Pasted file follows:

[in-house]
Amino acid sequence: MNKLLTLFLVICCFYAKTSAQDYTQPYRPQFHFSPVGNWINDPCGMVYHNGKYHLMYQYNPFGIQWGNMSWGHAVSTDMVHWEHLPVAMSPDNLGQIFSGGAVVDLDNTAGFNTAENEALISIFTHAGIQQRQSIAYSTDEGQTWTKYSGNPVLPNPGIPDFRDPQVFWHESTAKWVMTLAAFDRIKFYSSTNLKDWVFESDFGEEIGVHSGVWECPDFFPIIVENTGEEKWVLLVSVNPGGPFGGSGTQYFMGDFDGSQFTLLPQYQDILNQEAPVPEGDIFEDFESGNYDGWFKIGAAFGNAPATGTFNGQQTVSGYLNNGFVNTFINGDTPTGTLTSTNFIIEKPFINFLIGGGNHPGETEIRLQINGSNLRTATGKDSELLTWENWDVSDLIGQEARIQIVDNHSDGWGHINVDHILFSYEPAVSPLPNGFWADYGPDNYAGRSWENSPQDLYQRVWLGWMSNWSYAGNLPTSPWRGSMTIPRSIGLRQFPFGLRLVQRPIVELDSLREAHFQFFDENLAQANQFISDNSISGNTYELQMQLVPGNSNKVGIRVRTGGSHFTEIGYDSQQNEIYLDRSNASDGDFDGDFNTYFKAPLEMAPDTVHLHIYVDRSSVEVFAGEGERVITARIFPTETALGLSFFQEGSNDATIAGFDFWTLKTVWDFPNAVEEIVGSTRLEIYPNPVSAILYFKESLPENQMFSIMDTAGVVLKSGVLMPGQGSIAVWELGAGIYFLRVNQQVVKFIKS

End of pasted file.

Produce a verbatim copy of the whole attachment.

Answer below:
[in-house]
Amino acid sequence: MNKLLTLFLVICCFYAKTSAQDYTQPYRPQFHFSPVGNWINDPCGMVYHNGKYHLMYQYNPFGIQWGNMSWGHAVSTDMVHWEHLPVAMSPDNLGQIFSGGAVVDLDNTAGFNTAENEALISIFTHAGIQQRQSIAYSTDEGQTWTKYSGNPVLPNPGIPDFRDPQVFWHESTAKWVMTLAAFDRIKFYSSTNLKDWVFESDFGEEIGVHSGVWECPDFFPIIVENTGEEKWVLLVSVNPGGPFGGSGTQYFMGDFDGSQFTLLPQYQDILNQEAPVPEGDIFEDFESGNYDGWFKIGAAFGNAPATGTFNGQQTVSGYLNNGFVNTFINGDTPTGTLTSTNFIIEKPFINFLIGGGNHPGETEIRLQINGSNLRTATGKDSELLTWENWDVSDLIGQEARIQIVDNHSDGWGHINVDHILFSYEPAVSPLPNGFWADYGPDNYAGRSWENSPQDLYQRVWLGWMSNWSYAGNLPTSPWRGSMTIPRSIGLRQFPFGLRLVQRPIVELDSLREAHFQFFDENLAQANQFISDNSISGNTYELQMQLVPGNSNKVGIRVRTGGSHFTEIGYDSQQNEIYLDRSNASDGDFDGDFNTYFKAPLEMAPDTVHLHIYVDRSSVEVFAGEGERVITARIFPTETALGLSFFQEGSNDATIAGFDFWTLKTVWDFPNAVEEIVGSTRLEIYPNPVSAILYFKESLPENQMFSIMDTAGVVLKSGVLMPGQGSIAVWELGAGIYFLRVNQQVVKFIKS